FirewallD on Apollo ISO

Hi,
just installed the new apollo iso, when i check iptables version installed it’s the legacy one (no iptables nft), when i list nftables ruleset it works, when i list iptables ruleset, all is set to default (mean accept), firewallD is set on public mode and i m unable to set it to permanent.

Please help me to understand why still iptables-legacy, why i can’t set it to permanent and if there a way to disable or uninstall firewallD?

Thank you

sorry i cant help but i had a similar problem, decided to get rid of firewalld and replace it with ufw, cos ufw i understand, but i dont know what went wrong, i was left with pacman not being able to connect anywhere so i couldnt undo it either, even after a reboot.

a quick simple howto on how to successfully replace firewalld with ufw would be appreciated

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I’ll chime in here: I agree with the OP: Why bring something pre-installed here again, which you then have to remove again? If I have to reinstall my EOS on my computer at some point for whatever reason, I also have to think about how I can cleanly remove this useless for me Firrewall No good decision from you. There are not ONLY users of mobile devices. We with our desktop computers are also still there :wink: .

I believe that firewalld uses nftables natively so iptables shouldn’t be getting used at all in this case. That being said, I do agree that installing iptables-nft by default makes sense.

Can you explain what you mean by this? What is happening that stops you from making permanent changes?

Disable temporarily:

sudo systemctl stop firewalld

Disable permanently:

sudo systemctl disable --now firewalld

Remove:

sudo pacman -R firewalld
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Sorry @dalto, your reply overlapped with my post. Thanks for the tutorial!

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In the current world we live in, for most people having a local firewall enabled is a critical security protection, even if you are using a PC which isn’t mobile. Given the nature of modern attacks, having a firewall at the edge of your network is no longer sufficient protection in most cases.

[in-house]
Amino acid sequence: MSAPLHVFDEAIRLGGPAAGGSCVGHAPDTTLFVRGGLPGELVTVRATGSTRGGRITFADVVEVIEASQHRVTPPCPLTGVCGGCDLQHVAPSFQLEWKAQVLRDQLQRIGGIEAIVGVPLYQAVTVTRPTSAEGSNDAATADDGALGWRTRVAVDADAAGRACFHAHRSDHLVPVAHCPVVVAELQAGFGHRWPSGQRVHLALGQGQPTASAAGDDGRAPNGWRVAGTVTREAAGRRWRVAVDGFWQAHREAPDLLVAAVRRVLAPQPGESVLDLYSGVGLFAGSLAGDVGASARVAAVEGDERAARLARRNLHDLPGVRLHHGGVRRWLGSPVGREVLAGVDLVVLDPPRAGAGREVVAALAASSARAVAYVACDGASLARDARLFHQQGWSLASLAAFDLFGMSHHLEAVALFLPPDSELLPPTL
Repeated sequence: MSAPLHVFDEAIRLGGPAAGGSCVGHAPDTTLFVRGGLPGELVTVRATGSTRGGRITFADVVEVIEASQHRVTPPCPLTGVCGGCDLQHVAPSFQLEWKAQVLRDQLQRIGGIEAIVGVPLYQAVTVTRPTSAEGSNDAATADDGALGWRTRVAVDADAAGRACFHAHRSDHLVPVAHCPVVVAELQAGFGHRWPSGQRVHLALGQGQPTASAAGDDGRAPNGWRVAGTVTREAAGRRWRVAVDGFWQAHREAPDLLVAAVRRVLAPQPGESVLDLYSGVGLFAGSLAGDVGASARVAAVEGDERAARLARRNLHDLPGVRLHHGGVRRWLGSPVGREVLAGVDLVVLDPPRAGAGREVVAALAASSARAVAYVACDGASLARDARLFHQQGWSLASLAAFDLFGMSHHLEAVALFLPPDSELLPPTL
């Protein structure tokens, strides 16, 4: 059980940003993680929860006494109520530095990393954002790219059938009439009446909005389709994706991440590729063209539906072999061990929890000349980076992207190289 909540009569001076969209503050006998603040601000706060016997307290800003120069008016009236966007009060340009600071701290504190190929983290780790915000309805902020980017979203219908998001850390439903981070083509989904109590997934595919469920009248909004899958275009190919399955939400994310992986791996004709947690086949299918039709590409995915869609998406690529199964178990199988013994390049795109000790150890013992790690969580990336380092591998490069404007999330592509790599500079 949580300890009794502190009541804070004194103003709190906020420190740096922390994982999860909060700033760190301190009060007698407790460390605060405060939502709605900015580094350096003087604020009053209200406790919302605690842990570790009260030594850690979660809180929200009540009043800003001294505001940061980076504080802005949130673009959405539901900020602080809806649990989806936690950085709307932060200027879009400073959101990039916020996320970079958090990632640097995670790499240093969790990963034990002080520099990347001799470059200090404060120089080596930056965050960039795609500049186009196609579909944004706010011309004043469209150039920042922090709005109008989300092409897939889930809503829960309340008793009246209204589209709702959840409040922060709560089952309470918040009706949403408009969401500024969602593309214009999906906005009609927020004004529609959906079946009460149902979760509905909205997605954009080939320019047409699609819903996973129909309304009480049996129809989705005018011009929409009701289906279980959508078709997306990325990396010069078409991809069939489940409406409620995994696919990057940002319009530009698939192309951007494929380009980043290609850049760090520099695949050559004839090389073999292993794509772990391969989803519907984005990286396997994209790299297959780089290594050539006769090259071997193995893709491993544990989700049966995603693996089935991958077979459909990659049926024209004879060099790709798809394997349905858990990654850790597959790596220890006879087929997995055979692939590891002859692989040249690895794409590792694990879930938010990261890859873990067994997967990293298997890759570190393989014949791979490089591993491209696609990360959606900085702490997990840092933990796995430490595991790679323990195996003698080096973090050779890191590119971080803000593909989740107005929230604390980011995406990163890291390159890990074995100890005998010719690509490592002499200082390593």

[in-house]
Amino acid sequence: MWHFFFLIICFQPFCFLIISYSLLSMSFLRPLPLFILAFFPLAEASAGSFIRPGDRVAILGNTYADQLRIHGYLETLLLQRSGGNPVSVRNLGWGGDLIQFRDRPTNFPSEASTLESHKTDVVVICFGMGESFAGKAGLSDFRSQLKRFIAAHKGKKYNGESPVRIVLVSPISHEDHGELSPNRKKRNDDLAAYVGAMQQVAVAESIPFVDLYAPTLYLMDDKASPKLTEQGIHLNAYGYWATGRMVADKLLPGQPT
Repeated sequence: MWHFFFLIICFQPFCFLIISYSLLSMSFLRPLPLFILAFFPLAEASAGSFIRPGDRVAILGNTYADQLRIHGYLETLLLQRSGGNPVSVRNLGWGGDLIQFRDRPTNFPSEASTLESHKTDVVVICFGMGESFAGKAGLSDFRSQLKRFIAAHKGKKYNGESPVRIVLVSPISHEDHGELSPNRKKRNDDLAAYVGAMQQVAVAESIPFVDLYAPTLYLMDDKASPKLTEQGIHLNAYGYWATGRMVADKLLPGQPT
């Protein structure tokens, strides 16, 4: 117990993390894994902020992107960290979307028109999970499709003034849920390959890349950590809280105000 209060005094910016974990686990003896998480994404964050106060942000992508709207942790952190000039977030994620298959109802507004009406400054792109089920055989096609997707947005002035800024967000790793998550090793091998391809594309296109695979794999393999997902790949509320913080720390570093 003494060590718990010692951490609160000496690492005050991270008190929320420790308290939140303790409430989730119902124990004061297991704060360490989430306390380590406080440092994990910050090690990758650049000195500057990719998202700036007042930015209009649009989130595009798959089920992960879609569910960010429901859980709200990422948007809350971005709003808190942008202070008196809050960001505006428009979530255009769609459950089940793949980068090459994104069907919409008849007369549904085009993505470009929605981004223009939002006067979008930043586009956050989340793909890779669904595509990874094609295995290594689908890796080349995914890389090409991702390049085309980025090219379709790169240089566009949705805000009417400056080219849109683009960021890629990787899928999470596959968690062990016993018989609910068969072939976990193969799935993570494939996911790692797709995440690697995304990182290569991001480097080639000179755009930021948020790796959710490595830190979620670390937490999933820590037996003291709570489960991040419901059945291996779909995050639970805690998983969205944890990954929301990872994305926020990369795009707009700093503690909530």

However, if your personal situation is such that you have designed your network in a way that you believe a local firewall isn’t needed, it is easy to remove.

IMO, the firewall is one thing that should be installed and enabled by default.

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All right, let’s leave it at that …
Thank you for your comments.

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100% agree, have been wanting to respond but just didn’t have the words. tales 2 seconds to remove if you dont want it if not less

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you can also untag firewall to get installed inside installer already:

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OK, now if I am to post-install firewalld on someone who has an existing installation of EOS running , what do I need to do to configure it?

Open the gui from the tray icon and click on the services you want to allow through.

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How do I know what those are though? I’ve literally never used a firewall that I’m aware of. Everytime I have tried, I see a bunch of options I’ve never heard of and just don’t touch anything.

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If you don’t know, then the default configuration should work fine. By default it allows anything to go out and nothing to come in.

If you need to allow something in, it should be something you are doing deliberately. For example, if you want to host a samba server, you would need to allow that through the firewall. Another example would be if you ssh into your machine from other machines. In this case, you would need to let ssh in.